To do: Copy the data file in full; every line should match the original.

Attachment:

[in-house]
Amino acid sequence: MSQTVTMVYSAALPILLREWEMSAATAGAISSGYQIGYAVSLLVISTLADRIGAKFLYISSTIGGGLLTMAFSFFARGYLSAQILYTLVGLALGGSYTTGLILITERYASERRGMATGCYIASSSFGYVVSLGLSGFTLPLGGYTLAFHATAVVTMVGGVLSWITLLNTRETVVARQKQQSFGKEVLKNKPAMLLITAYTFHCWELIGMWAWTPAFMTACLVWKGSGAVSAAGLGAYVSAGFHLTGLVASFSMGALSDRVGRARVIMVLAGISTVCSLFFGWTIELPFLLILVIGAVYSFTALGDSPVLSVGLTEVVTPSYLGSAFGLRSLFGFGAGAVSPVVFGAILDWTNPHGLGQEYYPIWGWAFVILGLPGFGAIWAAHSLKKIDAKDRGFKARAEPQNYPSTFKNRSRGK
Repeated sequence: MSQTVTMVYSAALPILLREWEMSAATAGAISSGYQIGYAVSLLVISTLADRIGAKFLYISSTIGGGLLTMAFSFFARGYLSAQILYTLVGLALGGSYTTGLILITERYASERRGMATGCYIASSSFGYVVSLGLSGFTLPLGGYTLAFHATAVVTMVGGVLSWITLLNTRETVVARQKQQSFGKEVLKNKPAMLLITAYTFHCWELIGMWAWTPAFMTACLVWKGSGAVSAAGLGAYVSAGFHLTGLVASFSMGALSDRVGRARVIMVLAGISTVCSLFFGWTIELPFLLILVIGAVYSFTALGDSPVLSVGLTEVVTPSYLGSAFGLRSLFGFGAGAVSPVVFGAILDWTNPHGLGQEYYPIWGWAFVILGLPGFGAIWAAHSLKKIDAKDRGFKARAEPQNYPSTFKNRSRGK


[in-house]
Amino acid sequence: MSQTVTMVYSAALPILLREWEMSAATAGAISSGYQIGYAVSLLVISTLADRIGAKFLYISSTIGGGLLTMAFSFFARGYLSAQILYTLVGLALGGSYTTGLILITERYASERRGMATGCYIASSSFGYVVSLGLSGFTLPLGGYTLAFHATAVVTMVGGVLSWITLLNTRETVVARQKQQSFGKEVLKNKPAMLLITAYTFHCWELIGMWAWTPAFMTACLVWKGSGAVSAAGLGAYVSAGFHLTGLVASFSMGALSDRVGRARVIMVLAGISTVCSLFFGWTIELPFLLILVIGAVYSFTALGDSPVLSVGLTEVVTPSYLGSAFGLRSLFGFGAGAVSPVVFGAILDWTNPHGLGQEYYPIWGWAFVILGLPGFGAIWAAHSLKKIDAKDRGFKARAEPQNYPSTFKNRSRGK
Repeated sequence: MSQTVTMVYSAALPILLREWEMSAATAGAISSGYQIGYAVSLLVISTLADRIGAKFLYISSTIGGGLLTMAFSFFARGYLSAQILYTLVGLALGGSYTTGLILITERYASERRGMATGCYIASSSFGYVVSLGLSGFTLPLGGYTLAFHATAVVTMVGGVLSWITLLNTRETVVARQKQQSFGKEVLKNKPAMLLITAYTFHCWELIGMWAWTPAFMTACLVWKGSGAVSAAGLGAYVSAGFHLTGLVASFSMGALSDRVGRARVIMVLAGISTVCSLFFGWTIELPFLLILVIGAVYSFTALGDSPVLSVGLTEVVTPSYLGSAFGLRSLFGFGAGAVSPVVFGAILDWTNPHGLGQEYYPIWGWAFVILGLPGFGAIWAAHSLKKIDAKDRGFKARAEPQNYPSTFKNRSRGK